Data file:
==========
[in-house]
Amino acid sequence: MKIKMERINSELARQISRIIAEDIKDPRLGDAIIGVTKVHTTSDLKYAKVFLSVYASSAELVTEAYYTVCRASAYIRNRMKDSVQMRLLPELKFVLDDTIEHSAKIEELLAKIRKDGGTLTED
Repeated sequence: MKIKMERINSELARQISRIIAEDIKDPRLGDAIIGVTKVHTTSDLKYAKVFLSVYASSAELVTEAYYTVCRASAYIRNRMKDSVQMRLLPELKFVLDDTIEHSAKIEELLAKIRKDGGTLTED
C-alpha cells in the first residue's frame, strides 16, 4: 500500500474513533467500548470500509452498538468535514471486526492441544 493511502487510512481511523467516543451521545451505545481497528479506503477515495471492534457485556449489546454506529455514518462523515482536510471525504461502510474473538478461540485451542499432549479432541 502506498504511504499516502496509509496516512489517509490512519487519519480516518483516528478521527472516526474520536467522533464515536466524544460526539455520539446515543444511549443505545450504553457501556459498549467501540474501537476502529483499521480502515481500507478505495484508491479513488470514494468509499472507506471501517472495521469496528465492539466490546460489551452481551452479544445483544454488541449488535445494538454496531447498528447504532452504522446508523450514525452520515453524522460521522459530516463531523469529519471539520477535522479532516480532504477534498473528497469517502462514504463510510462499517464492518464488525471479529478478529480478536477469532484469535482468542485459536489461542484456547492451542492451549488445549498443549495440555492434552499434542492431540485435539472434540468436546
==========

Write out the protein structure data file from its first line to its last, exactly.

[in-house]
Amino acid sequence: MKIKMERINSELARQISRIIAEDIKDPRLGDAIIGVTKVHTTSDLKYAKVFLSVYASSAELVTEAYYTVCRASAYIRNRMKDSVQMRLLPELKFVLDDTIEHSAKIEELLAKIRKDGGTLTED
Repeated sequence: MKIKMERINSELARQISRIIAEDIKDPRLGDAIIGVTKVHTTSDLKYAKVFLSVYASSAELVTEAYYTVCRASAYIRNRMKDSVQMRLLPELKFVLDDTIEHSAKIEELLAKIRKDGGTLTED
C-alpha cells in the first residue's frame, strides 16, 4: 500500500474513533467500548470500509452498538468535514471486526492441544 493511502487510512481511523467516543451521545451505545481497528479506503477515495471492534457485556449489546454506529455514518462523515482536510471525504461502510474473538478461540485451542499432549479432541 502506498504511504499516502496509509496516512489517509490512519487519519480516518483516528478521527472516526474520536467522533464515536466524544460526539455520539446515543444511549443505545450504553457501556459498549467501540474501537476502529483499521480502515481500507478505495484508491479513488470514494468509499472507506471501517472495521469496528465492539466490546460489551452481551452479544445483544454488541449488535445494538454496531447498528447504532452504522446508523450514525452520515453524522460521522459530516463531523469529519471539520477535522479532516480532504477534498473528497469517502462514504463510510462499517464492518464488525471479529478478529480478536477469532484469535482468542485459536489461542484456547492451542492451549488445549498443549495440555492434552499434542492431540485435539472434540468436546